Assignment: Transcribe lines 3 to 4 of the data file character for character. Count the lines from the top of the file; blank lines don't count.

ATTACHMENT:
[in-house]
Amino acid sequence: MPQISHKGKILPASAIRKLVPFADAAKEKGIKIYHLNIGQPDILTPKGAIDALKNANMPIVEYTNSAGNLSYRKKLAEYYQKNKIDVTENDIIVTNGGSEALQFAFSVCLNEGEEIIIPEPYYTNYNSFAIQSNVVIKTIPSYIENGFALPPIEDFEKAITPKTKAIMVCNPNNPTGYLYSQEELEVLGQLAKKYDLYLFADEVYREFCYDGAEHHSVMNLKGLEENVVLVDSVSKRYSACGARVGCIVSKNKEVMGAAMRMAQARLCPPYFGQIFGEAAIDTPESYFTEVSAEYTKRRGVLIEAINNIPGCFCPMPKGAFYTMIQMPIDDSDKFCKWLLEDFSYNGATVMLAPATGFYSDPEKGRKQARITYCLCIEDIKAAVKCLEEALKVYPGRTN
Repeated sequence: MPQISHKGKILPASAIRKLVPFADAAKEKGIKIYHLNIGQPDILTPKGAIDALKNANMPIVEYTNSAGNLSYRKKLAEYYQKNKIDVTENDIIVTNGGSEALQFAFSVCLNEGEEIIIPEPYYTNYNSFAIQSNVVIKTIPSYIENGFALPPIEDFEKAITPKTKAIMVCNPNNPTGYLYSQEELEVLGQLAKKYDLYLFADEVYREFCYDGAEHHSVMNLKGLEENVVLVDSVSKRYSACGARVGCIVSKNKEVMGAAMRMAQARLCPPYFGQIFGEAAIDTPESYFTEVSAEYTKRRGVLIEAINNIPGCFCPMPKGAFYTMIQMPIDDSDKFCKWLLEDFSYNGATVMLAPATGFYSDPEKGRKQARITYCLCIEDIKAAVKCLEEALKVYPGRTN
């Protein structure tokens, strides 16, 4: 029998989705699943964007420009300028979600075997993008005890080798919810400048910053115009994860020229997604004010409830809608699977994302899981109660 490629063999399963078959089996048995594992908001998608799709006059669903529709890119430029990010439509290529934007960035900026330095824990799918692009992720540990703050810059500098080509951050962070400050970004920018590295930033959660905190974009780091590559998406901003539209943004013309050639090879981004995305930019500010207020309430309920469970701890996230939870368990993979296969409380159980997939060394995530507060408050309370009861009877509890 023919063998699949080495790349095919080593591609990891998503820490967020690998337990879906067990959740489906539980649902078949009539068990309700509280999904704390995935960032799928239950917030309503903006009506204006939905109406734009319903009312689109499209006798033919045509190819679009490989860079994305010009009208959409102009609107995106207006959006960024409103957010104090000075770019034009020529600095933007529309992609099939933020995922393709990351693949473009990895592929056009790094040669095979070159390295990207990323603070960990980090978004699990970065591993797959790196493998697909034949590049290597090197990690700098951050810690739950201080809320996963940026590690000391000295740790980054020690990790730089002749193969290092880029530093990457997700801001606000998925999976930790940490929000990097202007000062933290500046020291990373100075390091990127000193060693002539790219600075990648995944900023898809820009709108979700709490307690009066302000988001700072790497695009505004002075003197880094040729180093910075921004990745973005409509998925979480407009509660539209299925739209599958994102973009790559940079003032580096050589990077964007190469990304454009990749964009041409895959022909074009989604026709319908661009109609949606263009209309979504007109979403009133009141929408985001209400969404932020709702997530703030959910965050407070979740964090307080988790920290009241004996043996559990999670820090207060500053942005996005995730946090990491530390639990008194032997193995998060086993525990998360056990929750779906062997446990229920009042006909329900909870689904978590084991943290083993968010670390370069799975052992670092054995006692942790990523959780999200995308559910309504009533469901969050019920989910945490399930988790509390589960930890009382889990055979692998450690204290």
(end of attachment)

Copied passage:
Repeated sequence: MPQISHKGKILPASAIRKLVPFADAAKEKGIKIYHLNIGQPDILTPKGAIDALKNANMPIVEYTNSAGNLSYRKKLAEYYQKNKIDVTENDIIVTNGGSEALQFAFSVCLNEGEEIIIPEPYYTNYNSFAIQSNVVIKTIPSYIENGFALPPIEDFEKAITPKTKAIMVCNPNNPTGYLYSQEELEVLGQLAKKYDLYLFADEVYREFCYDGAEHHSVMNLKGLEENVVLVDSVSKRYSACGARVGCIVSKNKEVMGAAMRMAQARLCPPYFGQIFGEAAIDTPESYFTEVSAEYTKRRGVLIEAINNIPGCFCPMPKGAFYTMIQMPIDDSDKFCKWLLEDFSYNGATVMLAPATGFYSDPEKGRKQARITYCLCIEDIKAAVKCLEEALKVYPGRTN
């Protein structure tokens, strides 16, 4: 029998989705699943964007420009300028979600075997993008005890080798919810400048910053115009994860020229997604004010409830809608699977994302899981109660 490629063999399963078959089996048995594992908001998608799709006059669903529709890119430029990010439509290529934007960035900026330095824990799918692009992720540990703050810059500098080509951050962070400050970004920018590295930033959660905190974009780091590559998406901003539209943004013309050639090879981004995305930019500010207020309430309920469970701890996230939870368990993979296969409380159980997939060394995530507060408050309370009861009877509890 023919063998699949080495790349095919080593591609990891998503820490967020690998337990879906067990959740489906539980649902078949009539068990309700509280999904704390995935960032799928239950917030309503903006009506204006939905109406734009319903009312689109499209006798033919045509190819679009490989860079994305010009009208959409102009609107995106207006959006960024409103957010104090000075770019034009020529600095933007529309992609099939933020995922393709990351693949473009990895592929056009790094040669095979070159390295990207990323603070960990980090978004699990970065591993797959790196493998697909034949590049290597090197990690700098951050810690739950201080809320996963940026590690000391000295740790980054020690990790730089002749193969290092880029530093990457997700801001606000998925999976930790940490929000990097202007000062933290500046020291990373100075390091990127000193060693002539790219600075990648995944900023898809820009709108979700709490307690009066302000988001700072790497695009505004002075003197880094040729180093910075921004990745973005409509998925979480407009509660539209299925739209599958994102973009790559940079003032580096050589990077964007190469990304454009990749964009041409895959022909074009989604026709319908661009109609949606263009209309979504007109979403009133009141929408985001209400969404932020709702997530703030959910965050407070979740964090307080988790920290009241004996043996559990999670820090207060500053942005996005995730946090990491530390639990008194032997193995998060086993525990998360056990929750779906062997446990229920009042006909329900909870689904978590084991943290083993968010670390370069799975052992670092054995006692942790990523959780999200995308559910309504009533469901969050019920989910945490399930988790509390589960930890009382889990055979692998450690204290």